Grief and Children
Grief is an emotion that can affect a person at any age. People experience grief when someone we love dies, but how a child reacts to the life altering situation is much different from adults.
Preschool age children have a difficult time separating reality from fiction. They may believe that their family member, friend or pet that has died, will come back to life. Older children may understand the concept of death, but believe it will not happen to them or anyone close to them.
Boys Town Pediatrics recommends encouraging your child to ask questions they may have about death and the person who died. Reassure your child that it is okay to feel scared, angry or sad and try to get your child to express his or her feelings by talking about the beloved person or looking at photographs. Do not force your child to attend a funeral or to continue conversation about death or the deceased.
Boys Town Pediatrics offers a few tips to parents and caregivers to help children overcome grief:
- Show affection and reassure the child that people will take care of him.
- Answer questions using age-appropriate language to make sure the child understands what you are saying.
- If a parent or primary caregiver of a child has died, family members and friends can help by trying to keep the consistency of the child’s daily routine.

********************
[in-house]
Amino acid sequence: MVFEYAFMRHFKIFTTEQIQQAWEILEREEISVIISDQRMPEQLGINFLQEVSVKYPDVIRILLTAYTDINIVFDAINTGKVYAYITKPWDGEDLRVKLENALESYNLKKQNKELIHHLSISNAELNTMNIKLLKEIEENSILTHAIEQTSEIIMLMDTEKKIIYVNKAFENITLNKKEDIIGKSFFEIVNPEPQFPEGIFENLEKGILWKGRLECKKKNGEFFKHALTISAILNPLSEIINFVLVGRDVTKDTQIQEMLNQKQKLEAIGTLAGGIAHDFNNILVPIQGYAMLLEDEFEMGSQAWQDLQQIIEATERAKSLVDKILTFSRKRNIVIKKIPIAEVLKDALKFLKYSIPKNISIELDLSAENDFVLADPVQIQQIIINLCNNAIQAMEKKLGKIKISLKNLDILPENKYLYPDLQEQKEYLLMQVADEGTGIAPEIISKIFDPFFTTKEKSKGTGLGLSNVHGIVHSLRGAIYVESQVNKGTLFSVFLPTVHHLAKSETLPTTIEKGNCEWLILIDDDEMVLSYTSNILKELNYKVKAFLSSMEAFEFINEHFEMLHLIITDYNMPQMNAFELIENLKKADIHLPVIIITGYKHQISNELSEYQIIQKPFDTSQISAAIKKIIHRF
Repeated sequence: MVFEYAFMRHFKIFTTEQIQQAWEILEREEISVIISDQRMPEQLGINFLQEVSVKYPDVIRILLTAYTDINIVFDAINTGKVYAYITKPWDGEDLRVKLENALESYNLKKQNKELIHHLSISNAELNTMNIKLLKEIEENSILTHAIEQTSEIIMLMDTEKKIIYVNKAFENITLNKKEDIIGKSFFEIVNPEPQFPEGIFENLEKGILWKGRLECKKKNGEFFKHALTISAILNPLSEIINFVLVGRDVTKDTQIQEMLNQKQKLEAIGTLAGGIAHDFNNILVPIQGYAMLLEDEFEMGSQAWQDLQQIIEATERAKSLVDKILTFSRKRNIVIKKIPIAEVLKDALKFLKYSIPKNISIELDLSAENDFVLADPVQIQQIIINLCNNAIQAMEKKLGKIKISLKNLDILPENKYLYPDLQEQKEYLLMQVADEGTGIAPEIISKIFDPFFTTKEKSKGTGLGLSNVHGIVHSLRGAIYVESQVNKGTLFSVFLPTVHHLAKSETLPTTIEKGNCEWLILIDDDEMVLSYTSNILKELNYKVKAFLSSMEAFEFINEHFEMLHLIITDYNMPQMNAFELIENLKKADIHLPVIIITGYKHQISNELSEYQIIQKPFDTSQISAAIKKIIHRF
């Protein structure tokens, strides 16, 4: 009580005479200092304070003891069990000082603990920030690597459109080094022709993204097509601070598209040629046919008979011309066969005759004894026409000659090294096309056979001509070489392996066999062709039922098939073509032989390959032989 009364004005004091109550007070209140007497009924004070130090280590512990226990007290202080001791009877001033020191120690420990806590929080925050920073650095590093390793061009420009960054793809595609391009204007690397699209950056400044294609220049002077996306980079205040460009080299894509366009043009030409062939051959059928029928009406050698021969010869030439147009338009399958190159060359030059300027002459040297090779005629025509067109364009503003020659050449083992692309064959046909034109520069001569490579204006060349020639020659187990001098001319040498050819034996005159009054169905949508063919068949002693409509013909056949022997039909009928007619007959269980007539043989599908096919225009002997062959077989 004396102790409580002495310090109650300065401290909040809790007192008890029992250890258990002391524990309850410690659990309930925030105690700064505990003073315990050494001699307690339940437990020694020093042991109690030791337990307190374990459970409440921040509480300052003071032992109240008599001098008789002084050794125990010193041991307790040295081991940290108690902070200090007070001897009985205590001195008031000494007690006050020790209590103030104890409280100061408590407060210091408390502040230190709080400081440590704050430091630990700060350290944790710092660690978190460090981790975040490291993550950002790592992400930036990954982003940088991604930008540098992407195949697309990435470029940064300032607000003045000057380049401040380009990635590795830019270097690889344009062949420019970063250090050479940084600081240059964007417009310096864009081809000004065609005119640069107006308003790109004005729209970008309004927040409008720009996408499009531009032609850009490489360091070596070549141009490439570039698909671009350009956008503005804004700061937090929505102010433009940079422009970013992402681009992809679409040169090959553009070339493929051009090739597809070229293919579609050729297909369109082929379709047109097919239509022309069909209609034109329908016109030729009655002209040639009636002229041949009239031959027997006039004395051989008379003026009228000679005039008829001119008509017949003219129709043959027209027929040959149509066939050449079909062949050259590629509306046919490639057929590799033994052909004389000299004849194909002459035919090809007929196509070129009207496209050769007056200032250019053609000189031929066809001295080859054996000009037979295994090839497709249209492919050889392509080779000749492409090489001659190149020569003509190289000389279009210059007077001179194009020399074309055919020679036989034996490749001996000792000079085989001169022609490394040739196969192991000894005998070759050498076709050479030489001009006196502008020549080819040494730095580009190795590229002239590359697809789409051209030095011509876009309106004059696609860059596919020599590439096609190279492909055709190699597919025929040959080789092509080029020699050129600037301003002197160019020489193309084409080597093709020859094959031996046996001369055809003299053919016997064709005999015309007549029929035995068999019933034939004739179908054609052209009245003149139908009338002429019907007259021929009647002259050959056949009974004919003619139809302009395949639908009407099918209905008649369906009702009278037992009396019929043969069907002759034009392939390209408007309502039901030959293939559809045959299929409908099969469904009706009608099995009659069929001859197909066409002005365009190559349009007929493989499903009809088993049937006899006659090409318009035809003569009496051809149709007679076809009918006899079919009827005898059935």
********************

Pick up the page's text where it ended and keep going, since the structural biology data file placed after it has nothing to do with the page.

- Be careful not to use phrases such as “he was sick” or “she had to go to the hospital” as these may raise fears of being sick or going to the doctor.
- Share your feelings with the child and ask the child to share feelings with you.
The grieving period may depend on the significance of the relationship the deceased person had with the child. The child may seem to be doing well, only to regress a few weeks later. A few signs that a child is having problems with grief include:
- Childhood depression
- Unable to express anger appropriately
- Inability to sleep or reoccurring nightmares
- Withdrawal from activities, friends, sports or school
If you have questions about your child’s emotional health, contact your child’s physician.
What bereavement services are available at school?
School counselors are available at all schools to deal with grief issues.
When should a child see a doctor about grief?
A child should see their pediatrician if their grief is impairing their daily functioning
How should a parent or caregiver say to a child when the unthinkable happens to a young relative or classmate?
If a classmate or relative has died, a child should be told the truth with age-appropriate language. There are books and aids available to help adults explain the situation.
If you have questions on how to address a child’s grief, contact your child’s pediatrician.